Solar energy is an environmentally clean and abundant alternative to the use of fossil fuels. One method of harnessing solar energy, solar thermal electrochemistry, uses a solar furnace to concentrate sunlight and heat a reactor to temperatures around 2000 K. At such high temperatures, metallic oxides can be decomposed into metals and oxygen with minimal electrical work. The solar furnace used for this process consists of a heliostat, which tracks the sun; a concentrator, which focuses the light to a single point; and a reactor in which the chemical reaction takes place. To control the amount of sunlight entering the system, and thus the final temperature in the reactor, a louver system is placed between the heliostat and concentrator. This research project focuses on the final design and construction of the louvers.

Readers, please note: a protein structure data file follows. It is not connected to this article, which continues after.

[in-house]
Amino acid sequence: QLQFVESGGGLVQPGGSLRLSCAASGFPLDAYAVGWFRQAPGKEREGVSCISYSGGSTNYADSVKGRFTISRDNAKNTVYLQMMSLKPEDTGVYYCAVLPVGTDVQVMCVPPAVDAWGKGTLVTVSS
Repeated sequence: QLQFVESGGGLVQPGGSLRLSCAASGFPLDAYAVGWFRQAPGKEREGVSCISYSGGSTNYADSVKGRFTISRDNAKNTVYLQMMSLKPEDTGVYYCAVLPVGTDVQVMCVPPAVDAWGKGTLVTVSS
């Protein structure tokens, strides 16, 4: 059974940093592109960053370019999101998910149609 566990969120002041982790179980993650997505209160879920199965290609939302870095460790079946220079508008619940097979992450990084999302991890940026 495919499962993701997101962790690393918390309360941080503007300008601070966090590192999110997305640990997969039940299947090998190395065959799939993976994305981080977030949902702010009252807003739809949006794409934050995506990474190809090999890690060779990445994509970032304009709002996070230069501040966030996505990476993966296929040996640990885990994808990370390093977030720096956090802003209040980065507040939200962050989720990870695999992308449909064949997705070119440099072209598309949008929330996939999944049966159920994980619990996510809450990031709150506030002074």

Baum, Chris; Saylor, Zach; Schiller, Andrew; and VanHeeren, Gretchen, "VU Solar Furnace: Final Design and Construction of Louver System" (2012). Symposium on Undergraduate Research and Creative Expression (SOURCE). 189.